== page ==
TKC 168 Jon Cog

News – 1) Amazon announces a brand new format for Kindle titles, named Kindle Format 8 or KF8. Chris Casey of eBook Architects and the eBook Ninjas Podcast in an interview today (starts at 2:10) explains what the new format will do and why it’s important. 2) Looking for ways to pay for a new Gen 4 Kindle or just some new Kindle titles? You might try gathering your spare change and heading to a nearby Coinstar machine. Or trading in your old Kindle at Amazon.  Even better, you can donate your old Kindle to E-Books for Troops! 3) Andrei Pushkin takes a very close look at the screens of a Kindle 3 and a new $79 Kindle and declares them very similar “to the point of being identical.” 4) The Electronic Frontier Foundation (EFF) grills Amazon on privacy aspects of the Amazon Silk browser that will come with the Kindle Fire.  The venerable Internet watchdog’s verdict: “We are generally satisfied with the privacy design of Silk, and happy that the end user has control over whether to use cloud acceleration.”

Tech Tip – I take the new Personal Documents capabilities of the Kindle for a test drive.

Interview (Starts at 16:32) – Jon Cog, editor of the highly original and informative Me and My Kindle Blog, joined me by Skype for a conversation on Tuesday, October 18. We discussed Amazon’s plans for the cloud, Personal Documents, scary Kindle games and more. Link discussed: GigaOM on privacy concerns.

ContentThis month’s list of 100 Kindle books for $3.99 or lower includes a tempting title from Winston Churchill’s six-volume history of World War II, but reviews suggest it was not the Kindle Store’s finest hour in terms of formatting. A better bet might be Tough as Nails: One Woman’s Journey Through West Point by Gail O’Sullivan Dwyer.

Other Links Mentioned: Molly Wood of CNET on the Fire’s hottest feature. Amazon for a limited time is offering the first episode of “Prohibition,” the new Ken Burns documentary, as a free Prime Instant Video. Highly recommended.

No TKC Hangout Next Week: Darlene and I will be on the road most of the week, driving from Boston to Denver. So the next Google Plus hangout will probably be Wednesday, November 2nd. Stay tuned to next week’s episode for details.

Next Week’s Guest: David Blum, editor of Amazon’s Kindle Singles.

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Comments 4

  1. Mike Gordon wrote:

    Now that Amazon is offering trade-in credit for older Kindles, they will probably be flush with used Kindle 2’s, and due to their age, only need to keep a very few, if any, for in-warranty replacements. Since they’re still offering the Kindle 3, they’ll probably want to refurbish those trade-ins and stock them for in-warranty replacements or sell them as refurbs. Perhaps you could approach Amazon and see if they would be willing to donate the Kindle 2’s (and possibly some Kindle 3’s) to Ebooks for Troops.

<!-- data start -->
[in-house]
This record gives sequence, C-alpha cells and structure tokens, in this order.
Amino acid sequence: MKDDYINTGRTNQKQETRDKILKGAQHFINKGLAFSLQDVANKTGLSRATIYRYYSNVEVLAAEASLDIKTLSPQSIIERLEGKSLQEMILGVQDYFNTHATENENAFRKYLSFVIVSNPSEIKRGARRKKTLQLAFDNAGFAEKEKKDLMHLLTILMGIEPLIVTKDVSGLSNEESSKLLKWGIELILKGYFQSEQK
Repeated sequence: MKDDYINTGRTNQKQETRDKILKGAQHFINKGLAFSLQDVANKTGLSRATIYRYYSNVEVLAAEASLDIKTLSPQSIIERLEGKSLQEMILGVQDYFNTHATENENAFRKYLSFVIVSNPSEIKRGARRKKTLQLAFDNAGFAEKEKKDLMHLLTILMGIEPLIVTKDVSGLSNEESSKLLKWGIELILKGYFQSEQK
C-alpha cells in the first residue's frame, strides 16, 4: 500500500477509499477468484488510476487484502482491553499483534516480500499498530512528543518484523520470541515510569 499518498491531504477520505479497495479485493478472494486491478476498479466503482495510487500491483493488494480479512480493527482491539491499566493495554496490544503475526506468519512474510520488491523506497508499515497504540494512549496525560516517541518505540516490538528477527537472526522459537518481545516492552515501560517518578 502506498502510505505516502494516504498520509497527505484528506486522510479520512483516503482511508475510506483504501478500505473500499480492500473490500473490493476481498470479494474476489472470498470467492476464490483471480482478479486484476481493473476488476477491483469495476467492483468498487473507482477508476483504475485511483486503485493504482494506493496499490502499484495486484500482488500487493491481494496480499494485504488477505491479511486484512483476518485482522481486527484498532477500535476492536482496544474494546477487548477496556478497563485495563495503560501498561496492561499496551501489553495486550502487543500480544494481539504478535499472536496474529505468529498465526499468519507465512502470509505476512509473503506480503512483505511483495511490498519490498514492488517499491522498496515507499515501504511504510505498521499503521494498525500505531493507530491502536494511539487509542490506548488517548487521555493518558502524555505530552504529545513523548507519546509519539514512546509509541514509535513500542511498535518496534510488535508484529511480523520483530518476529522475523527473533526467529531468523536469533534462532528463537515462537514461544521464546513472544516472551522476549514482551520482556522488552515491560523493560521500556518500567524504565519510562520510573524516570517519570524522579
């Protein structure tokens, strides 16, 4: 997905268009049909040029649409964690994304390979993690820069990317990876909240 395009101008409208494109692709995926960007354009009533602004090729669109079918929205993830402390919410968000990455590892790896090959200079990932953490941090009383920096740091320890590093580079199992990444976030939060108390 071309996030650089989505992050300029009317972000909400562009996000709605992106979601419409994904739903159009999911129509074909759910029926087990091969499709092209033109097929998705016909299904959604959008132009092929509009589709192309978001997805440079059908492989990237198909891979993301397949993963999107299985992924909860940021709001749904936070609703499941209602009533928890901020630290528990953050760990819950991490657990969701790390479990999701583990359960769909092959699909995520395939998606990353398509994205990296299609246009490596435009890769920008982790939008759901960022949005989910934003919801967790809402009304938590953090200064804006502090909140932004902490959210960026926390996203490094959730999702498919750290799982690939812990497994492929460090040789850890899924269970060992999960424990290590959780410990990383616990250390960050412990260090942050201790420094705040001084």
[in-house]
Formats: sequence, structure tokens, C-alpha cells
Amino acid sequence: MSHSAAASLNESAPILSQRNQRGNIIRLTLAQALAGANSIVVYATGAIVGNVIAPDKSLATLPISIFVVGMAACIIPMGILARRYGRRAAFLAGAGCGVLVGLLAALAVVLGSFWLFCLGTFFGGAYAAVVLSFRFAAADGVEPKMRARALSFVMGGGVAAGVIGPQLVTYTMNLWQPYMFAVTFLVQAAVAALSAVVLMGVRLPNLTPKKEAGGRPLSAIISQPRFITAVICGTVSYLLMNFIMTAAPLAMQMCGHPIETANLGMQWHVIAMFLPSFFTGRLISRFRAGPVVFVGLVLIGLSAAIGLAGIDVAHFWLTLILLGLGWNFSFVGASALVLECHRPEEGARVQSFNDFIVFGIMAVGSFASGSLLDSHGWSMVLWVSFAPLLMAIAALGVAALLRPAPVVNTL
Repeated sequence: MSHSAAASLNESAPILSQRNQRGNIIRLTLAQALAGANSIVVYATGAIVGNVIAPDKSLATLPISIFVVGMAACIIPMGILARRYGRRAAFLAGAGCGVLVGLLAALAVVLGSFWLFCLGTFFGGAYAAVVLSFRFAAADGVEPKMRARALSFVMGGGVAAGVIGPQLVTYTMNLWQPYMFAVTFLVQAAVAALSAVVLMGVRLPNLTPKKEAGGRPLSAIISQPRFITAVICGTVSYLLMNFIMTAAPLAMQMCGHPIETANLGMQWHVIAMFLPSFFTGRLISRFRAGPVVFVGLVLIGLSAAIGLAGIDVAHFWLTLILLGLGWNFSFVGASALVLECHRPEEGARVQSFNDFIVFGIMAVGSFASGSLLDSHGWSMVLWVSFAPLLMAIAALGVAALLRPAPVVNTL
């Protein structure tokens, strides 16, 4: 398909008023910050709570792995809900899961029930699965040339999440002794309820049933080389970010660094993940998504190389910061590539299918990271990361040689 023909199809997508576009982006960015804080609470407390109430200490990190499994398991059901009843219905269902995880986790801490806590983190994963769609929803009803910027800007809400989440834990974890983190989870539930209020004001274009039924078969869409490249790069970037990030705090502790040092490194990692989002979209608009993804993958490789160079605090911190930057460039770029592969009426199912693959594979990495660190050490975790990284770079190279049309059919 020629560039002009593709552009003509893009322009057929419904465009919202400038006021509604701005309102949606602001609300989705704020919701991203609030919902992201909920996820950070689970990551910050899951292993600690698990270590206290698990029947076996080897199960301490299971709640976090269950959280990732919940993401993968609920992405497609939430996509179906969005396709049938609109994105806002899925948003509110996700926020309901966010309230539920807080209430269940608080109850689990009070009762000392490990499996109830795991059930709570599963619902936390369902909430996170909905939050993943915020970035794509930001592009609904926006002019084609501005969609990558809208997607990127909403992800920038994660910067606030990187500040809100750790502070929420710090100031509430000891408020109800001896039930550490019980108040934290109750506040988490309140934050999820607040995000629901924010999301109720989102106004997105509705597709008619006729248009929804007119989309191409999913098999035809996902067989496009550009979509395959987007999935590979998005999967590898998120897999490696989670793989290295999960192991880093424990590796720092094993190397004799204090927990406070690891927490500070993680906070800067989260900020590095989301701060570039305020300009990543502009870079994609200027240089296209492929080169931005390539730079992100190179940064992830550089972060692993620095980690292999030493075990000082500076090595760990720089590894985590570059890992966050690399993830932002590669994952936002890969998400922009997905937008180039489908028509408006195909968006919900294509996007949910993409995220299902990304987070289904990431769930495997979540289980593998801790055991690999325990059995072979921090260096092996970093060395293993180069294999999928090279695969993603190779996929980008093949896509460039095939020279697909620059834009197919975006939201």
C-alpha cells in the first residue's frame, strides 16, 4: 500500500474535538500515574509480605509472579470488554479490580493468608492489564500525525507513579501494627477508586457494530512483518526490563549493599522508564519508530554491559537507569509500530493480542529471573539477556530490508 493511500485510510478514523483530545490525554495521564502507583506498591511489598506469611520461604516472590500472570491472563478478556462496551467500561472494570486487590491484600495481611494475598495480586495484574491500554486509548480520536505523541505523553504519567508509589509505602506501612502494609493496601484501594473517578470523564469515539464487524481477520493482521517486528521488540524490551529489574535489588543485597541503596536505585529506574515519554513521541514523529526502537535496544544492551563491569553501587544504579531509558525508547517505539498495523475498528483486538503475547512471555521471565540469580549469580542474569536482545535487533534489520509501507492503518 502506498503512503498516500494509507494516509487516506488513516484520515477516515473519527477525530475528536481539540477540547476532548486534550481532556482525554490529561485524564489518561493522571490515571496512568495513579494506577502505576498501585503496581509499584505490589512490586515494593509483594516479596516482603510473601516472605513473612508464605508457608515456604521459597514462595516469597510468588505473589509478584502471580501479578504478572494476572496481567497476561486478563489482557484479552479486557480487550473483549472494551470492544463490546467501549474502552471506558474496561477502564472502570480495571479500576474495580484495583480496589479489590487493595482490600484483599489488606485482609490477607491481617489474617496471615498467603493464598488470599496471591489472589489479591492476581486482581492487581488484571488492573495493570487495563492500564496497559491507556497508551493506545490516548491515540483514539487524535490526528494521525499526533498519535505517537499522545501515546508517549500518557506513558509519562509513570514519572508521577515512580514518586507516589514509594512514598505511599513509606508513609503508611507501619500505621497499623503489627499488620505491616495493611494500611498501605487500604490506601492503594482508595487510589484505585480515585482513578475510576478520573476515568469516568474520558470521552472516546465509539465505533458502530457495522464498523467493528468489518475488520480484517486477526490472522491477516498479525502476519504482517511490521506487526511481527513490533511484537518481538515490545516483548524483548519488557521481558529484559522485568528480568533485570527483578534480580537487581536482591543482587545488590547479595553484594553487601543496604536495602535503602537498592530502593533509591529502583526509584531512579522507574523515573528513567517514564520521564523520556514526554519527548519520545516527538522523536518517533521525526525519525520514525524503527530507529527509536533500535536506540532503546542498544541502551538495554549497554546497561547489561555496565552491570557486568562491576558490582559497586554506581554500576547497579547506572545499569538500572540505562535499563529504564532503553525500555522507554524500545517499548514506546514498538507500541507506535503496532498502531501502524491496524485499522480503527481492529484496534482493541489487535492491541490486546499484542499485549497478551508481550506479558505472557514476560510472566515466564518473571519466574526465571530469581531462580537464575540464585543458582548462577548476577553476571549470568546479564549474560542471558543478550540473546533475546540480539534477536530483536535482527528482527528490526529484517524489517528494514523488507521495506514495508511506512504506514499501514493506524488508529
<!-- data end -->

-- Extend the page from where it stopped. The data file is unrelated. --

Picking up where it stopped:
Potential benefits for Amazon would be:
    1. A tax write-off for the units, although at the current trade-in prices, this would be minor.

    2. Avoiding e-waste disposal fees.

    3. Good public relations: You’ll talk about it on the podcast, and they can advertise it on the trade-in marketing.

    4. Exposing soldiers to the Kindle environment, generating potential sales when they get home or tell their families and friends back here about their experience with the Kindle.

    The way I figure it, any potential downsides for Amazon would be minimal, and outweighed by the upsides. Here’s the only ones I could think of:

    1. Overhead of collecting and shipping the units to you. Admittedly, this should be a pretty minor expense for Amazon, considering the millions of orders they ship each month.

    2. Cost of delivery difference (aka the carrier’s cut) when these units buy books via 3g vs WiFi, particularly overseas. Of course, this is offset by the profit from these units still being out there buying books.

    3. Cannibalizing current sales, but since very few deployed soldiers are in a position (income, delivery issues, etc) to buy a Kindle themselves, this risk is minimal.

    Posted 25 Oct 2011 at 11:19 am
  2. Len Edgerly wrote:

    Mike, thanks for this thoughtful suggestion. I’ll discuss it with Ken Clark at our next EB4T meeting.

    Posted 25 Oct 2011 at 11:30 am
  3. Mike Gordon wrote:

    We’ve heard talk of the Kindle being bought by Apple fans as a sort of IPad accessory. This will probably be even more true now the $80 basic model, as it has shed a few of the features that are duplicated to various degrees on the IPad (MP3 player, speech synthesis / voiceover, keyboard / onscreen keyboard).

    Kind of as a flip to that, I think the Kindle Fire is going to be a great accessory for E-Ink Kindle fans. I often use the web browser in my rooted Nook Color to browse through books in the Kindle store. I also occasionally use the Kindle Android app to pull up tables and figures that I my need to reference while I continue to read the text of the same book on my Kindle 2. This type of use case could be even more compelling with personal documents and the Kindle Fire.

    Posted 25 Oct 2011 at 1:01 pm
  4. Tom Lichty wrote:

    I agree with Mike. My Fire will probably be used as an accessory, not just for my Kindle 3, but for whatever comes up. I doubt I’ll do any long-term reading on it. In fact, I don’t really know what I’ll use it for. That’s the adventure.

    Happy travels, Len!

    Posted 29 Oct 2011 at 6:49 pm

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